Sections through Lower Jurassic epicontinental carbonates from Southern Britain (Junction Bed and equivalent) show a positive carbon-isotope excursion (δ13Ccarbonate), detectable in bulk rock, in the falciferum Zone of the lower Toarcian. Isotopic data from organic matter in more clay-rich sections from Wales and north-east England, together with determinations on belemnite calcite, indicate that highest δ13C values are localized in the upper exaratum Subzone of the falciferum Zone. Levels of particular enrichment in organic carbon were developed in the early to mid-exaratum Subzone and hence pre-date this δ13C maximum. These phenomena reflect the impact of the early Toarcian oceanic anoxic event in the British area. Similar isotopic trends have been recorded in other Toarcian sections from Tethyan Europe and are interpreted as reflecting the chemistry of sea water. On the assumption of isotopic correlation between the English and Tethyan sections, the δ13C maximum would be everywhere dated as latest exaratum Subzone in terms of the north European ammonite scheme.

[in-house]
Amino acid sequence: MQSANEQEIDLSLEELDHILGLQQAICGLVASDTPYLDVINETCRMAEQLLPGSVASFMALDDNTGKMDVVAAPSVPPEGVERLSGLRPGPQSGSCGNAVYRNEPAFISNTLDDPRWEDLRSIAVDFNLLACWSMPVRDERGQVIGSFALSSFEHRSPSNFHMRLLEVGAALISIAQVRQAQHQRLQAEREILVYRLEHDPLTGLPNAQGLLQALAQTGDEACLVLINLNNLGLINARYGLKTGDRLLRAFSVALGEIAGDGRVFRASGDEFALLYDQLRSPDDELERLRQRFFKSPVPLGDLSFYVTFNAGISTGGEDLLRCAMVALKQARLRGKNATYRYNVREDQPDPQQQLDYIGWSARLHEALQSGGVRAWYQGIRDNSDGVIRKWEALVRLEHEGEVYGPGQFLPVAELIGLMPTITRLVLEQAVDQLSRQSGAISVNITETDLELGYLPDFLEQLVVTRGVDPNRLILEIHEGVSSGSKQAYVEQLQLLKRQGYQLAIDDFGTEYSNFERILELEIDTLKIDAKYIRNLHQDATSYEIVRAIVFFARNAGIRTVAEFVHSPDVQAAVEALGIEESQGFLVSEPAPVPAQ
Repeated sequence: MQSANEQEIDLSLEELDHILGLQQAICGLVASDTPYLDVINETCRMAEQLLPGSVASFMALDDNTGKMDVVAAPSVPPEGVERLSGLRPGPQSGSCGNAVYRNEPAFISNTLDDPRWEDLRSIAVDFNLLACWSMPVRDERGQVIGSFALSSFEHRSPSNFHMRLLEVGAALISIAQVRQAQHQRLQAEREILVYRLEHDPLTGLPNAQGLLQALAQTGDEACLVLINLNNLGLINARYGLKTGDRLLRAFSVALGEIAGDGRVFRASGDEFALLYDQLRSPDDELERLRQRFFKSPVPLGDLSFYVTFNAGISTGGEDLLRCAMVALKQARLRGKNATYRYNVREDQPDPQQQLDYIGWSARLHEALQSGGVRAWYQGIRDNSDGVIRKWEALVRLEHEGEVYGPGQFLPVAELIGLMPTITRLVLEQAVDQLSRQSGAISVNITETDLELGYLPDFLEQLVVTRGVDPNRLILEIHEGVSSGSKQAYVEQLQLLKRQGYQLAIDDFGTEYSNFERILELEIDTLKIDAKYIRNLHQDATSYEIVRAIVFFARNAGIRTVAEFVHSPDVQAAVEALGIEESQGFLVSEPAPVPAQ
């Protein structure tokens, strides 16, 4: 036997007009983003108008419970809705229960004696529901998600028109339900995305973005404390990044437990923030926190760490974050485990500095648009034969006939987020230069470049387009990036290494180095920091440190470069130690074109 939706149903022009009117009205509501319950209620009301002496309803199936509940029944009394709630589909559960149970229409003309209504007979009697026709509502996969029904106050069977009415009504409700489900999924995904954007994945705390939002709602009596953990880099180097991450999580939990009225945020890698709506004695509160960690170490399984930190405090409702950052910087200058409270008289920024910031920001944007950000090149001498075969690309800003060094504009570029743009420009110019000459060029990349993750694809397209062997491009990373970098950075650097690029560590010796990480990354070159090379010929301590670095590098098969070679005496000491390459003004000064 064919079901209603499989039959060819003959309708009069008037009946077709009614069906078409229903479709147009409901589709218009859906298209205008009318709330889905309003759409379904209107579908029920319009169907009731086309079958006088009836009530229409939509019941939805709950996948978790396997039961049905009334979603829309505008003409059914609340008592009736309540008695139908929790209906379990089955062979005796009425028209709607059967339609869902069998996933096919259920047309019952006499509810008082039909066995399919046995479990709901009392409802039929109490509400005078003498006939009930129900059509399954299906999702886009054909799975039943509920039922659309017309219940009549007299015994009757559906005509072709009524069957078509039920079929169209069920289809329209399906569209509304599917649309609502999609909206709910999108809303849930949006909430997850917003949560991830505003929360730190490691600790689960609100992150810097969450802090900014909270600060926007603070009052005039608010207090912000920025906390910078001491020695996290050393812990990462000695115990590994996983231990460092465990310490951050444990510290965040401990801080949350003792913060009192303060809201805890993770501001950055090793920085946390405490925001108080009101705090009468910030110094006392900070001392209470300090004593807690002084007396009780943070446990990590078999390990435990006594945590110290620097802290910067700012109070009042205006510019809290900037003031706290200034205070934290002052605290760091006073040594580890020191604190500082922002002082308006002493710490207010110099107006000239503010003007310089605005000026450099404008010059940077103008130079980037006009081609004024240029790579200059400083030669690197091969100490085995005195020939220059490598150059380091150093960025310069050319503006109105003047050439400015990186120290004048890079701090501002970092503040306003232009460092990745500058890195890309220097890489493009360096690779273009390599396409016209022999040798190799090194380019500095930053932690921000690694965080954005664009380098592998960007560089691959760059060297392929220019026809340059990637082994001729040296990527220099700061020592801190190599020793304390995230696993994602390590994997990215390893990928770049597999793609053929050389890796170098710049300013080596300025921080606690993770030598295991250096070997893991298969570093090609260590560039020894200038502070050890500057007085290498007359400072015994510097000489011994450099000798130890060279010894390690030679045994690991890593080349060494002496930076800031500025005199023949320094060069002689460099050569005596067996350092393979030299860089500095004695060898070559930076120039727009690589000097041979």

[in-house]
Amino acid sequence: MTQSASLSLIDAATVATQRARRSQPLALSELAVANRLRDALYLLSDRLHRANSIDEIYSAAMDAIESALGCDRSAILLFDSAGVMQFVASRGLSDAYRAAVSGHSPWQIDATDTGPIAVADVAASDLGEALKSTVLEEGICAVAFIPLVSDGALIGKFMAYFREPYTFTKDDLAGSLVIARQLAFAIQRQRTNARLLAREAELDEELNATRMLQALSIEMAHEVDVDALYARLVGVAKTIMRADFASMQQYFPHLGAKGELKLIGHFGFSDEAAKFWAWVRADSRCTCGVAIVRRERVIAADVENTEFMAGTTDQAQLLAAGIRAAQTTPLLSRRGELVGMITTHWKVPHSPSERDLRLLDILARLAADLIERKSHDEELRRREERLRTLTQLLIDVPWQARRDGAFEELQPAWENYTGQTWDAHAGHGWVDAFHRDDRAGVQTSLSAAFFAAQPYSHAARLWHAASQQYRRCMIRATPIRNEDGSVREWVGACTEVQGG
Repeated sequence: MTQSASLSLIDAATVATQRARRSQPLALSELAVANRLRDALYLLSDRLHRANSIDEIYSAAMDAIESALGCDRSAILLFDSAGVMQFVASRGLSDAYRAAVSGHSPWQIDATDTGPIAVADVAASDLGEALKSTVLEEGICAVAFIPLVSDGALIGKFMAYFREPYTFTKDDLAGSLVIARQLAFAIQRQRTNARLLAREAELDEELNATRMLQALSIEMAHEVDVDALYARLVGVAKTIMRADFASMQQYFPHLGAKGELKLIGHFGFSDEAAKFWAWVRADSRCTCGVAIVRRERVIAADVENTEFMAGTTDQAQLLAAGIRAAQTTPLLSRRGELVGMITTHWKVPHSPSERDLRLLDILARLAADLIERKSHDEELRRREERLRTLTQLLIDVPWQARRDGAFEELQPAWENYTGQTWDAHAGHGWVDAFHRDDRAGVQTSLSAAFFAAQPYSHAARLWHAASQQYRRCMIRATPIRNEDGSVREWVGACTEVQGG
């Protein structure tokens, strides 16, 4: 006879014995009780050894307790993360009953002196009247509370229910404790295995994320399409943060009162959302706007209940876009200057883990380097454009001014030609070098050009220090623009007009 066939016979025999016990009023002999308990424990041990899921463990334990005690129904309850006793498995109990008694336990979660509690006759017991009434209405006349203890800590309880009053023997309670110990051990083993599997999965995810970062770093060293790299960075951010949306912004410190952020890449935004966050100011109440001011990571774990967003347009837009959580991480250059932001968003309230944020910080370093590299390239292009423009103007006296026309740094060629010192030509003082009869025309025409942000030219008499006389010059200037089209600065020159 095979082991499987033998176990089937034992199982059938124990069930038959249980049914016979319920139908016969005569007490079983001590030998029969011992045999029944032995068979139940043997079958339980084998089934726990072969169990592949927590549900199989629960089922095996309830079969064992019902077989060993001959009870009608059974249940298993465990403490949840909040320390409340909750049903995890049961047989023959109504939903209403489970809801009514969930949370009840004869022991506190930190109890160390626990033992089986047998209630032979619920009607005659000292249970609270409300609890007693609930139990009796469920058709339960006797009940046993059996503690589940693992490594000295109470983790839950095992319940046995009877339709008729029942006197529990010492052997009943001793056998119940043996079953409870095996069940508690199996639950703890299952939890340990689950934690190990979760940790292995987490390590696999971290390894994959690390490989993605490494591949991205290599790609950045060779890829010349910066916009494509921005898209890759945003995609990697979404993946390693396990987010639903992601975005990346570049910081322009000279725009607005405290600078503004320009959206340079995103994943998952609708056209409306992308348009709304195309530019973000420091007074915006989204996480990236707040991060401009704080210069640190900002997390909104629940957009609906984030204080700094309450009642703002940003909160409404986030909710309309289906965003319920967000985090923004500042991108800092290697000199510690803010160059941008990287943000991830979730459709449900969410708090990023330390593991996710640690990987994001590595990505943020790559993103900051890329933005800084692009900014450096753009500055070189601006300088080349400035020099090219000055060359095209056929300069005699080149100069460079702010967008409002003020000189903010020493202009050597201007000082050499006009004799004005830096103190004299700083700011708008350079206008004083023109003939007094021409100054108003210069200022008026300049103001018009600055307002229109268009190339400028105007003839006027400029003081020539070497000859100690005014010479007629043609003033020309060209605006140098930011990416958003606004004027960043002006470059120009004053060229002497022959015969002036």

Absolute oxygen-isotope values in carbonates probably reflect both early diagenetic cementation and later temperature-related burial diagenesis, although a palaeotemperature maximum is tentatively identified as characterizing the early falciferum Zone. Subsequent climatic deterioration may have been triggered by drawdown of CO2, related to regional excess carbon burial during the oceanic anoxic event. Using the positive δ13C excursion as a correlative level in sections from different faunal provinces (Britain, Italy and Spain) implies that lower Toarcian zonal stratigraphy is diachronous between northern and southern Europe. There is evidence for partitioning of water masses between the north European shelf and the Tethyan continental margin during the Early Jurassic.